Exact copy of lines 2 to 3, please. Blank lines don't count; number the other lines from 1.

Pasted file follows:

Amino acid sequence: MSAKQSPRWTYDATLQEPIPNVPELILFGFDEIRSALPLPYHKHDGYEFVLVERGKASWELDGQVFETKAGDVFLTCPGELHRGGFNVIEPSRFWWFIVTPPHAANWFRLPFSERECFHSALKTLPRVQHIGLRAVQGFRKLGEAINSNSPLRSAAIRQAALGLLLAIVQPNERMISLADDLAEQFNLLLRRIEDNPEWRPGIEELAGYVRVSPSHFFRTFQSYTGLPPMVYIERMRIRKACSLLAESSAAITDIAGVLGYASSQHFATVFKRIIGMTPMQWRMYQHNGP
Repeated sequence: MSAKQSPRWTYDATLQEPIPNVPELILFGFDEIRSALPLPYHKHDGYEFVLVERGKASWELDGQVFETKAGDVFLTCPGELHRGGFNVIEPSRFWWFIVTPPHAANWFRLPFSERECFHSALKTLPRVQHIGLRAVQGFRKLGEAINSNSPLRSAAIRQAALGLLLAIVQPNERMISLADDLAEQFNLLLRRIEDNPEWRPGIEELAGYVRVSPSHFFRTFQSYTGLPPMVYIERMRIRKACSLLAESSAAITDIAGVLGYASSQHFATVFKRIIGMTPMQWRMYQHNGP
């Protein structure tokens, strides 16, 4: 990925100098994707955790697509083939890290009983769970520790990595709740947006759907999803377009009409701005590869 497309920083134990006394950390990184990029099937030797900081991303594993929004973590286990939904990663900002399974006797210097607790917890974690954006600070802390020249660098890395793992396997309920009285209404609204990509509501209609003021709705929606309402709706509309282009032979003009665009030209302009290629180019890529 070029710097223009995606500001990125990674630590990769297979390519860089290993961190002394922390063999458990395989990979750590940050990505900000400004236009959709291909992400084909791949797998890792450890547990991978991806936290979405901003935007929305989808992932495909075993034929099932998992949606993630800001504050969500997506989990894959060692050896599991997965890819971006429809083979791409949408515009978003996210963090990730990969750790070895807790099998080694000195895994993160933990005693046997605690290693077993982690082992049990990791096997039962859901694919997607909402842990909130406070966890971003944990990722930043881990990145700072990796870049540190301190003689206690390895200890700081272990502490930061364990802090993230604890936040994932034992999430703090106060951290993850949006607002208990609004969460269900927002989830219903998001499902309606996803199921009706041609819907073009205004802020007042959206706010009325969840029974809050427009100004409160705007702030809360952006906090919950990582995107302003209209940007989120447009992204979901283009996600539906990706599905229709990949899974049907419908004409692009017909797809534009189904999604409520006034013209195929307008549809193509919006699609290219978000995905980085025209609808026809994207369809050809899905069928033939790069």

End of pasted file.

Repeated sequence: MSAKQSPRWTYDATLQEPIPNVPELILFGFDEIRSALPLPYHKHDGYEFVLVERGKASWELDGQVFETKAGDVFLTCPGELHRGGFNVIEPSRFWWFIVTPPHAANWFRLPFSERECFHSALKTLPRVQHIGLRAVQGFRKLGEAINSNSPLRSAAIRQAALGLLLAIVQPNERMISLADDLAEQFNLLLRRIEDNPEWRPGIEELAGYVRVSPSHFFRTFQSYTGLPPMVYIERMRIRKACSLLAESSAAITDIAGVLGYASSQHFATVFKRIIGMTPMQWRMYQHNGP
């Protein structure tokens, strides 16, 4: 990925100098994707955790697509083939890290009983769970520790990595709740947006759907999803377009009409701005590869 497309920083134990006394950390990184990029099937030797900081991303594993929004973590286990939904990663900002399974006797210097607790917890974690954006600070802390020249660098890395793992396997309920009285209404609204990509509501209609003021709705929606309402709706509309282009032979003009665009030209302009290629180019890529 070029710097223009995606500001990125990674630590990769297979390519860089290993961190002394922390063999458990395989990979750590940050990505900000400004236009959709291909992400084909791949797998890792450890547990991978991806936290979405901003935007929305989808992932495909075993034929099932998992949606993630800001504050969500997506989990894959060692050896599991997965890819971006429809083979791409949408515009978003996210963090990730990969750790070895807790099998080694000195895994993160933990005693046997605690290693077993982690082992049990990791096997039962859901694919997607909402842990909130406070966890971003944990990722930043881990990145700072990796870049540190301190003689206690390895200890700081272990502490930061364990802090993230604890936040994932034992999430703090106060951290993850949006607002208990609004969460269900927002989830219903998001499902309606996803199921009706041609819907073009205004802020007042959206706010009325969840029974809050427009100004409160705007702030809360952006906090919950990582995107302003209209940007989120447009992204979901283009996600539906990706599905229709990949899974049907419908004409692009017909797809534009189904999604409520006034013209195929307008549809193509919006699609290219978000995905980085025209609808026809994207369809050809899905069928033939790069």